Review: Bejeweled 3 (XBLA)
November 3, 2011, Author: Ray Willmott
The arcade version of Bejeweled 3 had me excited for several reasons. After playing and reviewing the game on PC back last year, I noted a few issues with the game which I was hoping Popcap would explore in future releases.
Now the Xbox version is out in the public domain, I can report back my findings. Did I find what I was looking for?
Rich beyond our wildest dreams
Without question, Bejeweled 3 is the definitive Bejeweled game. In addition to the classic and Zen modes we’ve all come to know, the game offers several other gameplay types, each very different from the other, but all introducing some exciting changes to the series.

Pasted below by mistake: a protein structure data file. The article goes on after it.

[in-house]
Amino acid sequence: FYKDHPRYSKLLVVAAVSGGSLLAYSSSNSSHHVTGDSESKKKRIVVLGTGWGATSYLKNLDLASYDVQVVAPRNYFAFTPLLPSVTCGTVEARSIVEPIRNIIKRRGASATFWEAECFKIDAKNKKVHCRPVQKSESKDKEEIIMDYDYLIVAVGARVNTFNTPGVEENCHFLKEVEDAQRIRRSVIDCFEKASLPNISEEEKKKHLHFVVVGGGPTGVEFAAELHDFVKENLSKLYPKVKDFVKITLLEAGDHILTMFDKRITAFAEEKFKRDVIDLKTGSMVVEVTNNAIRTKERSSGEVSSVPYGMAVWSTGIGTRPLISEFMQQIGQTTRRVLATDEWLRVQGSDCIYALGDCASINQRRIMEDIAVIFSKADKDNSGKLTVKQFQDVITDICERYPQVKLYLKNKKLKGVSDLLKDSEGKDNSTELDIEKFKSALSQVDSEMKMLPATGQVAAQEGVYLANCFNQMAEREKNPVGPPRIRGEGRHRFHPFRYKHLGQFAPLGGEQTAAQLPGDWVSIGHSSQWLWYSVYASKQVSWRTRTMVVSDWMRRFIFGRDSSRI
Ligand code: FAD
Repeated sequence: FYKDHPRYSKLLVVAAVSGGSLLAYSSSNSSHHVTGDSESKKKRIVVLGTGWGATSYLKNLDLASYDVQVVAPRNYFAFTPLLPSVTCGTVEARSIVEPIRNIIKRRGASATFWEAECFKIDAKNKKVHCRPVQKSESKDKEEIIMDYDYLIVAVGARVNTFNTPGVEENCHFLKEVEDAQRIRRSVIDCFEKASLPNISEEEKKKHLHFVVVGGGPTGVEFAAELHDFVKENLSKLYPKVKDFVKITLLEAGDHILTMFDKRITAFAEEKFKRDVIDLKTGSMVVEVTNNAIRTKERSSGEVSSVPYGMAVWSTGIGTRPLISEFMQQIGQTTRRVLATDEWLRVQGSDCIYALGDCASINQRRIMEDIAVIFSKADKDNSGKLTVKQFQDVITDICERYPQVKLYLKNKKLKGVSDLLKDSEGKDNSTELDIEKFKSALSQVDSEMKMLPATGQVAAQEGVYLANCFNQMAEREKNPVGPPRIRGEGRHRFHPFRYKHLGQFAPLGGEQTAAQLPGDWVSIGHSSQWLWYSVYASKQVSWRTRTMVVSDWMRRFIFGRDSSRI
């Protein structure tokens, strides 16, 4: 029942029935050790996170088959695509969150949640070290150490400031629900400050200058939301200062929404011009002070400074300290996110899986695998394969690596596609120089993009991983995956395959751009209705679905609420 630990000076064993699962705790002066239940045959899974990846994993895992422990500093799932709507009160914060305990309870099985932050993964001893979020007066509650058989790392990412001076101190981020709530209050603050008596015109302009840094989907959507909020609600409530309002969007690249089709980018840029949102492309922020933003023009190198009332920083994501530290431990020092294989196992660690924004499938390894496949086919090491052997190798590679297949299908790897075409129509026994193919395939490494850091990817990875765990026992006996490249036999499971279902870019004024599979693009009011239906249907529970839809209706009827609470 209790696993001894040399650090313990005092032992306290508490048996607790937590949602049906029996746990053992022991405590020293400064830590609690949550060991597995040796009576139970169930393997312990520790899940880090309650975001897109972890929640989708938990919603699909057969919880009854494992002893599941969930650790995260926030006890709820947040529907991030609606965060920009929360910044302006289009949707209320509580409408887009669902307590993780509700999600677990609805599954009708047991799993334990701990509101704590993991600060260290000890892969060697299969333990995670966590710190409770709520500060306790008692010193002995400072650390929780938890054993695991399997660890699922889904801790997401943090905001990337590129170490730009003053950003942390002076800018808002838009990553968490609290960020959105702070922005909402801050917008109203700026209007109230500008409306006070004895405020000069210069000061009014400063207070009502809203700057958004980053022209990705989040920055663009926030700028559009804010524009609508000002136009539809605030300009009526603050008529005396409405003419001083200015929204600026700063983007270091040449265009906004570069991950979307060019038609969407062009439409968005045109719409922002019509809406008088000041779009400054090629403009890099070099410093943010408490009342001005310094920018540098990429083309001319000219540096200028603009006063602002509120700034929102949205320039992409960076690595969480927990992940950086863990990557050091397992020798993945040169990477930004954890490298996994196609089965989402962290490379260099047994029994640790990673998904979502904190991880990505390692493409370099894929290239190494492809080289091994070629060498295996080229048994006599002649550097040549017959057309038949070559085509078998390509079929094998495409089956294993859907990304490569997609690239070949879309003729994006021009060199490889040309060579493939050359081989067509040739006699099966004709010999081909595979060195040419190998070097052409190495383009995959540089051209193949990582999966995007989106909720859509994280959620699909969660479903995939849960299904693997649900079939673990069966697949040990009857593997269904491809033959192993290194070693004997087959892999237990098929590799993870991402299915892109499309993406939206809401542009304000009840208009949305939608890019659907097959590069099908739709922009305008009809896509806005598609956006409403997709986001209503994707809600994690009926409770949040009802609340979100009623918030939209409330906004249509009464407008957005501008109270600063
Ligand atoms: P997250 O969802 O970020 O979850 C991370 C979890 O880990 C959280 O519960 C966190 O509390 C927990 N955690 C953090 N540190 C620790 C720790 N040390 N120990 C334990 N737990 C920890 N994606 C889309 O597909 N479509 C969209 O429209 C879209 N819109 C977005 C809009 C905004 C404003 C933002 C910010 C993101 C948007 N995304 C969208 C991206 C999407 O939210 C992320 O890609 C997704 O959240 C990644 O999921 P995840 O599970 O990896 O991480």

Quest Mode is perhaps the most interesting. In this, you unlock relics by completing a series of mini-challenges which have been inherited from existing modes, but also add new ones. This is a real favourite of mine as there’s a real sense of progression to it, rather than many of the other modes which thrive on an arcadey, pick up and play style. It’s also an extremely varied mode, which means it will regularly keep you on your toes, and have you continuously thinking about every move.
Then you go to modes such as Butterflies, which see a trail of butterflies floating towards spiders at the top of the screen. You have to save them by aligning them in a row/column. Poker is also cleverly handled in Bejeweled 3. You start the game with a hand of five cards, and every time you make a match, the jewel will appear on one of the cards. After you’ve done this five times, your hand is valued. So, if you have five of the same coloured jewels on each of the five cards, you’ll get a flush and receive maximum points. However, skulls start to appear as you progress, and if your hand matches any of the bonuses tainted by a skull, it’s an instant game over.